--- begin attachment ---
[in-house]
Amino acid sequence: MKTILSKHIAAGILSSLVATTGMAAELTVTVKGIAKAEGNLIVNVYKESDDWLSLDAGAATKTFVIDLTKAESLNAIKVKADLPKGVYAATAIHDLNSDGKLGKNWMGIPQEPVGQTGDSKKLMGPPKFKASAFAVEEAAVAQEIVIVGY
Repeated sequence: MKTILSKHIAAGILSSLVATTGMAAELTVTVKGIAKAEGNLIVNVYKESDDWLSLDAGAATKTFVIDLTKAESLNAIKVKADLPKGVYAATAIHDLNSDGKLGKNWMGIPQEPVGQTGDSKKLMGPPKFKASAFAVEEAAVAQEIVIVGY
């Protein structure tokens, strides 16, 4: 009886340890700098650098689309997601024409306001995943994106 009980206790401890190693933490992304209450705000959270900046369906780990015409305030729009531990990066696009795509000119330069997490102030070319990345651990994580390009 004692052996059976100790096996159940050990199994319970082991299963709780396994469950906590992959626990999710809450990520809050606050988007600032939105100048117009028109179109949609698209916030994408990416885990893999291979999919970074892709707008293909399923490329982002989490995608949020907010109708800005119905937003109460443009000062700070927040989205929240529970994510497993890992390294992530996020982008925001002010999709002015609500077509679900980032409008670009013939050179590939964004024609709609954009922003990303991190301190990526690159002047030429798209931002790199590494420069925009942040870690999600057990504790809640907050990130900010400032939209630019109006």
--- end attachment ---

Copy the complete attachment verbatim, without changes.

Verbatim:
[in-house]
Amino acid sequence: MKTILSKHIAAGILSSLVATTGMAAELTVTVKGIAKAEGNLIVNVYKESDDWLSLDAGAATKTFVIDLTKAESLNAIKVKADLPKGVYAATAIHDLNSDGKLGKNWMGIPQEPVGQTGDSKKLMGPPKFKASAFAVEEAAVAQEIVIVGY
Repeated sequence: MKTILSKHIAAGILSSLVATTGMAAELTVTVKGIAKAEGNLIVNVYKESDDWLSLDAGAATKTFVIDLTKAESLNAIKVKADLPKGVYAATAIHDLNSDGKLGKNWMGIPQEPVGQTGDSKKLMGPPKFKASAFAVEEAAVAQEIVIVGY
């Protein structure tokens, strides 16, 4: 009886340890700098650098689309997601024409306001995943994106 009980206790401890190693933490992304209450705000959270900046369906780990015409305030729009531990990066696009795509000119330069997490102030070319990345651990994580390009 004692052996059976100790096996159940050990199994319970082991299963709780396994469950906590992959626990999710809450990520809050606050988007600032939105100048117009028109179109949609698209916030994408990416885990893999291979999919970074892709707008293909399923490329982002989490995608949020907010109708800005119905937003109460443009000062700070927040989205929240529970994510497993890992390294992530996020982008925001002010999709002015609500077509679900980032409008670009013939050179590939964004024609709609954009922003990303991190301190990526690159002047030429798209931002790199590494420069925009942040870690999600057990504790809640907050990130900010400032939209630019109006």